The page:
Last year, I blogged over at The Founding Fields about 25 book series from various genres, science fiction, fantasy, urban fantasy, space opera, etc that I wanted to read in 2013. The intention behind that particular reading challenge was to read a broad variety of some of the most popular names in those genres as well as to try out several new authors and revisit some favourite classics. While I wasn’t as successful in the challenge as I might like, I’ve made it a new year resolution to make sure that I do indeed repeat the challenge in 2014 with new books, new authors, and finish it this time.
To that effect, here are the 25 book series I’ve picked for this reading challenge for this year. You can see the previous list for 2013 here.
The sixth book cover that I pick for the “12 Days of Best Covers of 2013” list is Jon Sullivan’s superb illustration for Ari Marmell’s In Thunder Forged, the first Fall of Llael novel from Pyr Books, set in the Iron Kingdoms setting. I read the novel a few weeks ago and while its not among the best novels I’ve read this year, its certainly been one of the better ones and I definitely loved the setting and the characters book. It makes me wish that I knew more about Iron Kingdoms and that the next book in the series was already out. Now that would truly be amazing, especially if Jon draws the cover once again.
The sixth comic cover that I pick is the cover for writer Gail Simone and artist Walter Geovani’s first issue of the rebooted Red Sonja series from Dynamite Entertainment. The cover itself is courtesy of Nicola Scott, who is one of my absolute favourite comics artists. The first issue was rather remarkable in that Gail put together a team of seriously awesomely talented female artists and got them to do the cover and several variants, one each. The result was pretty fantastic, as was the rest of the issue itself. Gail and Walter have definitely put Red Sonja on the map for me, a dilettante with the character’s comics, and now I’m a full fan.
Without further ado, hit the break to see both the covers in all their glory! The full list of all these covers is available here.
So this is the third such post I have done for the blog. I took a 2-month break in between posts so that I could have some more material to showcase here, and it certainly has helped. There were a lot more books I wanted to cover, but I chose to stick withe magic number 17, the number of books I’ve covered previously.
A lot of the books on this list are next year’s releases, and just as before, they all sound great, even some of the ones that are second or third (or else) in their respective series. I’m not sure if I can put aside the time to catch up to them any time soon but I’m hopeful that I’ll be able to get around to some of them at least. We’ll see how that works out.
In the meantime, enjoy all these great covers and these books! Hope you liked the previous posts and that you’ll like this one as well.
About 2 weeks ago, I asked readers if they would be interested in some sort of a semi-regular column on the blog, the core topic being publishing & marketing. The response on the blog itself was rather lukewarm, to be honest, but I did have some good, albeit short, conversations with people over Twitter and Facebook about this.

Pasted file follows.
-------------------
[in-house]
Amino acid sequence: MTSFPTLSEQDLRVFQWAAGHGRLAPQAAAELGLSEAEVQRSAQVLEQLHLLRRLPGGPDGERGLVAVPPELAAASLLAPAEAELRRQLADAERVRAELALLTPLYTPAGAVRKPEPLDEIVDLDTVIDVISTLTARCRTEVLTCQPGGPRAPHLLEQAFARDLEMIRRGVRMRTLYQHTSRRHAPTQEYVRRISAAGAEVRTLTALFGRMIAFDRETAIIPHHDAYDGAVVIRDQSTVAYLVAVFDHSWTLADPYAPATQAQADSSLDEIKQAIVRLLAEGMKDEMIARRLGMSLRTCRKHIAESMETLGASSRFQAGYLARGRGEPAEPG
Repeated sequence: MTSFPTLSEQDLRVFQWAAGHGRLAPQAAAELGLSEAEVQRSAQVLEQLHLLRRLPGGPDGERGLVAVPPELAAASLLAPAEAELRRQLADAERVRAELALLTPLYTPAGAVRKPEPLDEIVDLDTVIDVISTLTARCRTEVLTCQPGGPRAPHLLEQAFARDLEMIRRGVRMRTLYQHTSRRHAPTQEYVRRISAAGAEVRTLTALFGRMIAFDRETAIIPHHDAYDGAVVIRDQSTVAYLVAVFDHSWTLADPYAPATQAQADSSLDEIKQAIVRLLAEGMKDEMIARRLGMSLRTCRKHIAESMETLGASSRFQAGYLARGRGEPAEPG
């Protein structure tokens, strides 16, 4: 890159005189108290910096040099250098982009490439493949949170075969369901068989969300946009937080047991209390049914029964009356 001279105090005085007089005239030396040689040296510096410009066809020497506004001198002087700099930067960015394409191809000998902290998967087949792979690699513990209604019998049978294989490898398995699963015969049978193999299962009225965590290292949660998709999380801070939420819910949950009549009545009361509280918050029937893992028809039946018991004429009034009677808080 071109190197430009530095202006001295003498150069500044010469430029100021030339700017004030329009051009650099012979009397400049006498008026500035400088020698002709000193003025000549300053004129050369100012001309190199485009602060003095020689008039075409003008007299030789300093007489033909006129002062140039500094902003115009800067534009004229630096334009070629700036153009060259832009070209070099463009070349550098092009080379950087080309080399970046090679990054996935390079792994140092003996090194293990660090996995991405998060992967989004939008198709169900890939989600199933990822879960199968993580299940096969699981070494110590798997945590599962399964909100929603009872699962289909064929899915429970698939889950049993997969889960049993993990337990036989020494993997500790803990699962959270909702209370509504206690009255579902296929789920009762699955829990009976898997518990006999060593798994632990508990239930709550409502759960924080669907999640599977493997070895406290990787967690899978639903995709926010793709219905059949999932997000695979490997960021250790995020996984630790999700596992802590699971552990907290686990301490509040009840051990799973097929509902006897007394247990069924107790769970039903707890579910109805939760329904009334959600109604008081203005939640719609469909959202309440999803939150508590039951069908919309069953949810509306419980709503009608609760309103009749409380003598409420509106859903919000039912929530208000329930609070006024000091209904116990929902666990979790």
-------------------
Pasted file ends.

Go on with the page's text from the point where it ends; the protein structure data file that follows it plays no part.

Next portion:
The whole idea for the column sprung out of the “disaster” earlier this month when it was revealed that Random House’ eBook-only imprint, Hydra, was contracting new authors on the conditions that there would be no advance payments (which disqualifies the imprint from being considered a publishable market according to the rules, regulations and guidelines of the Science Fiction Writers of America’s organisation), and that they wanted complete rights over the work in question, irrespective of medium/format. Their payment structure was also dubious, frontloading almost all the costs of publishing the author’s work on the author himself/herself. Such costs include editing, covers, marketing, and so on, from what I understand. John Scalzi has done two in-depth posts on the subject here and here.
Given the amount of information out there already on this particular subject, the furor over which has caused Hydra to revise some of its terms and offer authors better payment plans after a VERY stern letter from the SFWA, I am not going to cover this for now. All I can say is that if you are looking to get published by such eBook-only imprints, and I stress eBook-only, then you damn well make sure that you do not sign away your rights for foreign translations, audiobooks, print, and so on. Other people have already said it best: make sure to get some legal opinion and at least ask around when you get that contract. Make sure that you are informed about what you should and should not be doing.
Anyhow. Moving on.
For this first installment in this column series, I wanted to talk about publisher communication. Communication is a funny thing. We all define it quite differently and it means different things for different people. The specific area I want to cover today is how publisher communication works with marketing in the context of keeping readers and reviewers (they need not be mutually exclusive) informed and keeping a positive dialogue open. So here we go! Read the rest of this entry
Ever since I started proper with this writing business in February last year, I have been exposed to a really, really big world of writing out there. First it was finding the Bolthole. Then came becoming acquaintances with the various writers and editors at Black Library on Facebook. Then came interactions with them on Twitter. And then came the big explosion in November with NaNoWriMo.